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500 years on: the world's first circumnavigation in 500 words

Written by Chris Bladon | 6th September 2019 |

Category: Spain, Stories

Pothole article magellan circumnavigation

It was an age of discovery. Of new frontiers. Of colonisation, monopolies and religious indoctrination. Lines drawn across the high seas - voyages into the Asian unknown, riches beyond the imagination.

1488, Portugal jumped first, wind and currents carrying Bartolomeu Dias south round the bottom of Africa. The passage east was open. Great wealth lay in wait.

1492, Columbus went west. A Genovese sailing for the Spanish, to the Spice Islands he thought. To the Caribbean in reality. He went again, and again. And again. Each time trade winds butted him into the same islands, and a river delta in Venezuela.

A New World. But not Asia.

Baton back to Portugal. Vasco de Gama into the hot seat. He slipped past the Cape of Good Hope and battled across the Indian Ocean. To the victor, the spoils.

Amerigo Vespucci gave Columbus' new continent a name and form. The world map was starting to take shape. To the east, Africa. West... America. First to the Spice Islands wins. The Pope drew a line down the globe and through Brazil with The Treaty of Tordesillas. Stage set.

Enter Fernão de Magalhães. Ferdinand Magellan to you and me. Sights set on that westward passage. A Portuguese mariner and soldier, of note and notoriety - hero turned villain to King Manuel I. Just like Columbus, Portugal's reject became Spain's great hope.

20th September 1519. Magellan, five ships and 270 men set sail from wealthy Seville. Treachery detected, the Portuguese pursued to no avail.

The convoy reached Rio, long before it was a Marvellous City. They bounced downwards between river mouths as latitudes ticked upwards. In Patagonia they weighed anchor, storm clouds overhead and on deck - a Castilian mutiny at hand. Magellan stood firm; two captains killed, two left behind.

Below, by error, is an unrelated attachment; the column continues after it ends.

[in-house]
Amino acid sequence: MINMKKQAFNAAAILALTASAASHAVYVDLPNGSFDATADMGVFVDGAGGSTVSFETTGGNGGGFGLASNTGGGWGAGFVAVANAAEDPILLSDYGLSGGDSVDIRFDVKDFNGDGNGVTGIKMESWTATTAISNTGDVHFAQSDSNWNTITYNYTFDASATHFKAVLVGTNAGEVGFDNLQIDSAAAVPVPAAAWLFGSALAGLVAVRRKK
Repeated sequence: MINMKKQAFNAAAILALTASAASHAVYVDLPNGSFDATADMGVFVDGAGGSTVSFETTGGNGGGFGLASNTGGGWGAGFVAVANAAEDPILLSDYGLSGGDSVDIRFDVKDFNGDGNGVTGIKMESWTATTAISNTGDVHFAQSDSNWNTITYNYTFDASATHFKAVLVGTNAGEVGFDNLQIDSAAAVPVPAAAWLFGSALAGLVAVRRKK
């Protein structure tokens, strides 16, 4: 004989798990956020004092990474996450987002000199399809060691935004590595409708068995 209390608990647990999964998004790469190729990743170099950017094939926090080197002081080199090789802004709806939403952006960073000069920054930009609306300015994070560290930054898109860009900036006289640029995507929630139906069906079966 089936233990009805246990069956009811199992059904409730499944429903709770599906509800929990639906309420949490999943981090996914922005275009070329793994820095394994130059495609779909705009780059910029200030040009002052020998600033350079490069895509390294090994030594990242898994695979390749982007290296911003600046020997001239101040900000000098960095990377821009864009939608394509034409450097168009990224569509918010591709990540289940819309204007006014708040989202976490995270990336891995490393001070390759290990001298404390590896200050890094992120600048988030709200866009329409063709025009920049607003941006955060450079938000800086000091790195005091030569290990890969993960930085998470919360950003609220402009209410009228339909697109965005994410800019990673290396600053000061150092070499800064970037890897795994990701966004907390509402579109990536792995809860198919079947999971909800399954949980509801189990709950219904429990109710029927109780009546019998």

Five carracks became four when Santiago sank, three when San Antonio fled for home. Magellan pushed on, plotting a course through the straits that would soon bear his name. He found a sea so calm he called it Mar Pacifico. Uncharted waters - the other side of America.

99 days of water ahead. Scurvy and starvation caused numbers to dwindle. At Guam Magellan found little favour. At Cebu, better luck. His Malay slave put to translating. Common ground found, trades were made. Food aplenty.

A clan leader converted to Christianity. Another refused. A foolhardy battle left Magellan wounded. Mortally so. The fleet lost its captain. Concepción was torched and two ships sailed on.

Two years on from departure, the promised land at last. Cinnamon, cloves, nutmeg. Gold in spice form. Mission accomplished.

Trinidad sprang a leak, lost to history. Victoria, homeward bound, crossed an ocean and rounded the Cape of Good Hope. 8th September 1522 - one little ship and its 18 men sailed triumphantly into Seville. Captain Elcano took the acclaim.

Expedition complete - the world was round, the seas were vast, the riches lay east and west. A feat not repeated for six decades, when Drake went on a mission for the Queen.

An age of discovery indeed.

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